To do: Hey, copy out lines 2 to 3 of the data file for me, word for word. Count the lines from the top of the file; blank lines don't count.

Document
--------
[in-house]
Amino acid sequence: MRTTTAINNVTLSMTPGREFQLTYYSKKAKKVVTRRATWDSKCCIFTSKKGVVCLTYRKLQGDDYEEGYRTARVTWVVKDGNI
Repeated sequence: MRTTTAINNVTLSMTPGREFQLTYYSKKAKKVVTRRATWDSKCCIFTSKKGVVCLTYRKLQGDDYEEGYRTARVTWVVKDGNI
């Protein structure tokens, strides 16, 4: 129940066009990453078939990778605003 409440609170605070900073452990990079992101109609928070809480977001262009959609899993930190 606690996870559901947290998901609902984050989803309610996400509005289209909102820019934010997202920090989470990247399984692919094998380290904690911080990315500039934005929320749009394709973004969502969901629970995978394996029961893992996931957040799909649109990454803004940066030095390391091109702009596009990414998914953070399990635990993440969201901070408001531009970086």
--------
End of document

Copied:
Amino acid sequence: MRTTTAINNVTLSMTPGREFQLTYYSKKAKKVVTRRATWDSKCCIFTSKKGVVCLTYRKLQGDDYEEGYRTARVTWVVKDGNI
Repeated sequence: MRTTTAINNVTLSMTPGREFQLTYYSKKAKKVVTRRATWDSKCCIFTSKKGVVCLTYRKLQGDDYEEGYRTARVTWVVKDGNI